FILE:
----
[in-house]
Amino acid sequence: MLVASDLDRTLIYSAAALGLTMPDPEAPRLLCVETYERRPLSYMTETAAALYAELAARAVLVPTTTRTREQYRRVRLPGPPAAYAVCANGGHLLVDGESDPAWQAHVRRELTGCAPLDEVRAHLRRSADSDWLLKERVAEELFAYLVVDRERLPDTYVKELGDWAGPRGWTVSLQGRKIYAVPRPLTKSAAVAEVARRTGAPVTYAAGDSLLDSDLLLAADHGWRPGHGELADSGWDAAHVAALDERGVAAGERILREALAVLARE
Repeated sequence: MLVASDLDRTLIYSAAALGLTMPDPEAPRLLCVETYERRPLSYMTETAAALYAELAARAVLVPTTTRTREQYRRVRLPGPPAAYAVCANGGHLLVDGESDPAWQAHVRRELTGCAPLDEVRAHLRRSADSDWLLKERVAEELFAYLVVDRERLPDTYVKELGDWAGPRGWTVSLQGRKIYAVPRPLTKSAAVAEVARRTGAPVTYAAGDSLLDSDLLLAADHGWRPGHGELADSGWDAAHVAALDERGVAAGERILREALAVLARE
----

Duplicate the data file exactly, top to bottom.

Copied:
[in-house]
Amino acid sequence: MLVASDLDRTLIYSAAALGLTMPDPEAPRLLCVETYERRPLSYMTETAAALYAELAARAVLVPTTTRTREQYRRVRLPGPPAAYAVCANGGHLLVDGESDPAWQAHVRRELTGCAPLDEVRAHLRRSADSDWLLKERVAEELFAYLVVDRERLPDTYVKELGDWAGPRGWTVSLQGRKIYAVPRPLTKSAAVAEVARRTGAPVTYAAGDSLLDSDLLLAADHGWRPGHGELADSGWDAAHVAALDERGVAAGERILREALAVLARE
Repeated sequence: MLVASDLDRTLIYSAAALGLTMPDPEAPRLLCVETYERRPLSYMTETAAALYAELAARAVLVPTTTRTREQYRRVRLPGPPAAYAVCANGGHLLVDGESDPAWQAHVRRELTGCAPLDEVRAHLRRSADSDWLLKERVAEELFAYLVVDRERLPDTYVKELGDWAGPRGWTVSLQGRKIYAVPRPLTKSAAVAEVARRTGAPVTYAAGDSLLDSDLLLAADHGWRPGHGELADSGWDAAHVAALDERGVAAGERILREALAVLARE